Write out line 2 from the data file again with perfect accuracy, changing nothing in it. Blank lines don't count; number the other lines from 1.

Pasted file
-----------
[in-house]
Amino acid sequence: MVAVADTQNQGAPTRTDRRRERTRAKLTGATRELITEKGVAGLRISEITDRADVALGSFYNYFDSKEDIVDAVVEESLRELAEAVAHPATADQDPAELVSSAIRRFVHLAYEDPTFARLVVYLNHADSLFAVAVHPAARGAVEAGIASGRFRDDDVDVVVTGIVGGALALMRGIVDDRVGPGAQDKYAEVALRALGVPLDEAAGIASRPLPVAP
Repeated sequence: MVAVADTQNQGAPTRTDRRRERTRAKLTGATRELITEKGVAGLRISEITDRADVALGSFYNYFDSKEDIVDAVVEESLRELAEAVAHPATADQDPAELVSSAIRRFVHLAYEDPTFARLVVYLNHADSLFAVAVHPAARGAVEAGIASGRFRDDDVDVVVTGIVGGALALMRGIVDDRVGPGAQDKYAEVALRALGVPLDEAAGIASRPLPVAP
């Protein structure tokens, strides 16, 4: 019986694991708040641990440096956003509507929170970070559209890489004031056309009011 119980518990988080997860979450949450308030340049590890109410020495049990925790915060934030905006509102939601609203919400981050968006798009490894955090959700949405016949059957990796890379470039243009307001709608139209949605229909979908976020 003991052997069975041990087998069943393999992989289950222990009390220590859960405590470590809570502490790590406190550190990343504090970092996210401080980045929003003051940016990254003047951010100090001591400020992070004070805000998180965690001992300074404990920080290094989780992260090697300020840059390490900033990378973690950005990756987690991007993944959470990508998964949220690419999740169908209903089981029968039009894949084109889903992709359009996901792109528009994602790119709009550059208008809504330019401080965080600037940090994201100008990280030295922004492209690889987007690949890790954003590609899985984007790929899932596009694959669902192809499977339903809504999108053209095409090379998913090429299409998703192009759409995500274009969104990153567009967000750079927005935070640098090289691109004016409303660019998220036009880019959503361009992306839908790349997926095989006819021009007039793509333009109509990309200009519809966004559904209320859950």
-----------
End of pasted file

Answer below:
Amino acid sequence: MVAVADTQNQGAPTRTDRRRERTRAKLTGATRELITEKGVAGLRISEITDRADVALGSFYNYFDSKEDIVDAVVEESLRELAEAVAHPATADQDPAELVSSAIRRFVHLAYEDPTFARLVVYLNHADSLFAVAVHPAARGAVEAGIASGRFRDDDVDVVVTGIVGGALALMRGIVDDRVGPGAQDKYAEVALRALGVPLDEAAGIASRPLPVAP